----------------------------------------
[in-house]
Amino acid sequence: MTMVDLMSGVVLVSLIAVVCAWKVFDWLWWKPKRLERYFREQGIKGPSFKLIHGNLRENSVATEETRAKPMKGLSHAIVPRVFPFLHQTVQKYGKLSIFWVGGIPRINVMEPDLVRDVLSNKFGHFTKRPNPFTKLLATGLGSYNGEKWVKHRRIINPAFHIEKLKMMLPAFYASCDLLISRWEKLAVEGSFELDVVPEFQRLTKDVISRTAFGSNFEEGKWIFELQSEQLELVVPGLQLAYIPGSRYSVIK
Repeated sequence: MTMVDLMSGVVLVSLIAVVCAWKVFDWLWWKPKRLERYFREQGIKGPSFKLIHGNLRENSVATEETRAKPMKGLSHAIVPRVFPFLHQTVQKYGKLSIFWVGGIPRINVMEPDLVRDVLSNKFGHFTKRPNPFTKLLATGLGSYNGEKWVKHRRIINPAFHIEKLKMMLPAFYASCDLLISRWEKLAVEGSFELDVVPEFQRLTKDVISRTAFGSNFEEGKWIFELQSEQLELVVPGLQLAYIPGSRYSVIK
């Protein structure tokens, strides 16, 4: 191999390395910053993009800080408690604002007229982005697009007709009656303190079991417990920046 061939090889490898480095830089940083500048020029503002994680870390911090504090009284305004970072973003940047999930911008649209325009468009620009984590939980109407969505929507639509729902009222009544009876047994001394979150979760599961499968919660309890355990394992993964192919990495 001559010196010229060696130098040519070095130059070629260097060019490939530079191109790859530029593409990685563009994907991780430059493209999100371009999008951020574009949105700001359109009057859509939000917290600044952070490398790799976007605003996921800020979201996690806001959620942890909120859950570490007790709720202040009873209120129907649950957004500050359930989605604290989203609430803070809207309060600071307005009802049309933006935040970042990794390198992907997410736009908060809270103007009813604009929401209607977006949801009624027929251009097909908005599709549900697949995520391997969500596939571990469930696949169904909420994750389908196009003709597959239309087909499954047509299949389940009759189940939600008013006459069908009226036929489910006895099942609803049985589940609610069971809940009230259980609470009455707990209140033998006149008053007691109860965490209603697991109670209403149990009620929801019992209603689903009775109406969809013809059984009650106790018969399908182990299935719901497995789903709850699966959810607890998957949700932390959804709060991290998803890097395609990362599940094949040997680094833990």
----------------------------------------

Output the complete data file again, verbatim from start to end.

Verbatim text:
[in-house]
Amino acid sequence: MTMVDLMSGVVLVSLIAVVCAWKVFDWLWWKPKRLERYFREQGIKGPSFKLIHGNLRENSVATEETRAKPMKGLSHAIVPRVFPFLHQTVQKYGKLSIFWVGGIPRINVMEPDLVRDVLSNKFGHFTKRPNPFTKLLATGLGSYNGEKWVKHRRIINPAFHIEKLKMMLPAFYASCDLLISRWEKLAVEGSFELDVVPEFQRLTKDVISRTAFGSNFEEGKWIFELQSEQLELVVPGLQLAYIPGSRYSVIK
Repeated sequence: MTMVDLMSGVVLVSLIAVVCAWKVFDWLWWKPKRLERYFREQGIKGPSFKLIHGNLRENSVATEETRAKPMKGLSHAIVPRVFPFLHQTVQKYGKLSIFWVGGIPRINVMEPDLVRDVLSNKFGHFTKRPNPFTKLLATGLGSYNGEKWVKHRRIINPAFHIEKLKMMLPAFYASCDLLISRWEKLAVEGSFELDVVPEFQRLTKDVISRTAFGSNFEEGKWIFELQSEQLELVVPGLQLAYIPGSRYSVIK
């Protein structure tokens, strides 16, 4: 191999390395910053993009800080408690604002007229982005697009007709009656303190079991417990920046 061939090889490898480095830089940083500048020029503002994680870390911090504090009284305004970072973003940047999930911008649209325009468009620009984590939980109407969505929507639509729902009222009544009876047994001394979150979760599961499968919660309890355990394992993964192919990495 001559010196010229060696130098040519070095130059070629260097060019490939530079191109790859530029593409990685563009994907991780430059493209999100371009999008951020574009949105700001359109009057859509939000917290600044952070490398790799976007605003996921800020979201996690806001959620942890909120859950570490007790709720202040009873209120129907649950957004500050359930989605604290989203609430803070809207309060600071307005009802049309933006935040970042990794390198992907997410736009908060809270103007009813604009929401209607977006949801009624027929251009097909908005599709549900697949995520391997969500596939571990469930696949169904909420994750389908196009003709597959239309087909499954047509299949389940009759189940939600008013006459069908009226036929489910006895099942609803049985589940609610069971809940009230259980609470009455707990209140033998006149008053007691109860965490209603697991109670209403149990009620929801019992209603689903009775109406969809013809059984009650106790018969399908182990299935719901497995789903709850699966959810607890998957949700932390959804709060991290998803890097395609990362599940094949040997680094833990």